Role modeling for framework design, as developed in this dissertation,
makes designing, learning, and using object-oriented frameworks
easier than possible with traditional class-based approaches.
Object-oriented frameworks promise higher productivity and
shorter time-to-market for the development of object-oriented
applications. These goals are achieved through design and code
reuse. While many projects show that these promises can be met,
failed projects also show that they are not always easy to reach.
This dissertation addresses three pertinent technical problems
of designing, learning, and using object-oriented frameworks:
complexity of classes, complexity of object collaboration, and
lack of clarity of requirements put upon use-clients of a framework.
Role modeling for framework design is an evolutionary extension
of class-based modeling of frameworks. The method enhances class-based
modeling with role modeling concepts. In this method, objects
play roles that are described by role types. An object typically
plays several roles, so that the class of an object composes several
role types. Moreover, objects collaborate for several different
purposes, each of which is called an object collaboration task.
Such a task is described by a role model. A class model composes
all relevant role models to describe how instances of its classes
collaborate. Describing classes as compositions of role types
and class models as compositions of role models reduces class
and object collaboration complexity.
Going one step further, role modeling for framework design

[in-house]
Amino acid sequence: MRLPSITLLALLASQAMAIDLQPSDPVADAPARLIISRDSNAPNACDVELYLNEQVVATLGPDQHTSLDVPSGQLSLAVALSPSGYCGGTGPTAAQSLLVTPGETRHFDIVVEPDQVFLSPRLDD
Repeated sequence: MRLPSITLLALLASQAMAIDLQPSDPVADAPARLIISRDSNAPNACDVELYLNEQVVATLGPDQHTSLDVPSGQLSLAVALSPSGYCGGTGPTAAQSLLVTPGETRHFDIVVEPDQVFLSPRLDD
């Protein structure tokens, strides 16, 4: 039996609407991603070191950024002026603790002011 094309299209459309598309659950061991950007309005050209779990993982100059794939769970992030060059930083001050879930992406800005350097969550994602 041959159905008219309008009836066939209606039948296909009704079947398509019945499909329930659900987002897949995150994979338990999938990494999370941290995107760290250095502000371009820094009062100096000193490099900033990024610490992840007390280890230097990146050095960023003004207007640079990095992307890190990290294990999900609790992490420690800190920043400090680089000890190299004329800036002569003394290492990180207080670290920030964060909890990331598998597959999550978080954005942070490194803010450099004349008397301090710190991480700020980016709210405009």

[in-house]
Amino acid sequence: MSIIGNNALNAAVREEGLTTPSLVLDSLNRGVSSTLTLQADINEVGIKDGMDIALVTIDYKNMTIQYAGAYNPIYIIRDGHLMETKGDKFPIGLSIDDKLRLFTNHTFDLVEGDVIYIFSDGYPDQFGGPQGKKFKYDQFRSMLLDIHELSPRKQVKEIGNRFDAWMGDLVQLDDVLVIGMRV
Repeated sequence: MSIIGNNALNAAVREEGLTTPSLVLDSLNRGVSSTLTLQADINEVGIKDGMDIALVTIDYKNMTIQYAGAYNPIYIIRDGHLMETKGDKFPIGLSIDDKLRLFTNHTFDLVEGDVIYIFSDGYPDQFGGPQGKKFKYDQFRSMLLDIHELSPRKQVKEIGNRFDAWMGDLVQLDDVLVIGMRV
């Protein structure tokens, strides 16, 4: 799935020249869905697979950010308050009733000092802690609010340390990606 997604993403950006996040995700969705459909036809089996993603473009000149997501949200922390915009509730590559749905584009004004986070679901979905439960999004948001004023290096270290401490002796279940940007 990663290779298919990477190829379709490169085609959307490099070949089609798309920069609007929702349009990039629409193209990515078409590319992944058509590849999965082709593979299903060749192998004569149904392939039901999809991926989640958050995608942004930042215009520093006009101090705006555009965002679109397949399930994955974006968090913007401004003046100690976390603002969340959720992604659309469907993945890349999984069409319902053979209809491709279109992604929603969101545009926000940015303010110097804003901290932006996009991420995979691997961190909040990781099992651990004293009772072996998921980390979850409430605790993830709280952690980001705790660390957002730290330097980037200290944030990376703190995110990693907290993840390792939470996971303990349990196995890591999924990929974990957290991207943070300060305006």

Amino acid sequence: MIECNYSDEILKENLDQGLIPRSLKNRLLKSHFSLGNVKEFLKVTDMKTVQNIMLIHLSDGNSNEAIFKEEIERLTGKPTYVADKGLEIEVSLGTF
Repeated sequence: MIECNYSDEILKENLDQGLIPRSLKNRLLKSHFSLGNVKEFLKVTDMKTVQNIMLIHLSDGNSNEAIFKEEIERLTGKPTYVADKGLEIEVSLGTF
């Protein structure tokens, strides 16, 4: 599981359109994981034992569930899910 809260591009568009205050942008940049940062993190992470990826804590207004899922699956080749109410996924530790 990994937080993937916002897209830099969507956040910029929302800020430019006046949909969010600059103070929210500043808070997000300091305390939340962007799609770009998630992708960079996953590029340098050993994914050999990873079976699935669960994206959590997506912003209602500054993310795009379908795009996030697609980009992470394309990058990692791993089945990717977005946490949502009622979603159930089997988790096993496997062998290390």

defines frameworks as explicit design and implementation artifacts
with well-defined boundaries. A framework defines how to use it
with the help of so-called free role types of free role models.
A free role model provides free role types for roles that clients
of a framework have to play to make proper use of the framework.
Free role types are key to defining the requirements put upon
use-clients of a framework. Only by acting according to free role
types from a free role model may use-clients make use of framework
objects. The dissertation shows how these concepts are used to
design, use, and layer object-oriented frameworks.
Role modeling for framework design represents a significant
improvement over current practice regarding the initially stated
problems of framework design. This thesis is validated with the
help of three case studies that show how role modeling for framework
design works in practice. Each of the case studies compares a
traditional class-based framework design with a framework design
based on role modeling. However, each case study does so from
a different angle. The first case study on the Geo Object framework
compares a traditional design with an enhanced role modeling design.
The second case study on the KMU Desktop Tools framework shows
how role modeling helps in the redesign of an existing framework
and how the redesigned version compares to the old version. The
third case study on the JHotDraw framework for drawing editors
shows how an existing well-designed framework design can be described
even better using role modeling. Finally, all three case studies
reflect on the experiences made while carrying them out.
For its validation, the thesis is split up into nine sub-theses,
each of which has a problem and an activity dimension. The addressed
problems are class complexity, object collaboration complexity,
and lack of clarity of requirements put upon use-clients. The
activities are designing and redesigning a framework, learning
a framework, and using a framework. For each problem/activity
pair an argument is made based on the case studies. The overall
validation of the thesis becomes the validation of all nine problem/activity
Role modeling for framework design combines the strengths of
role modeling with those of class-based modeling while leaving
out their weaknesses. It is therefore an evolutionary extension
of current methods that preserves existing investments. Finally,
role modeling for framework design is the first comprehensive
method to make frameworks explicit design artifacts and to introduce
modeling concepts for directly expressing their unique properties.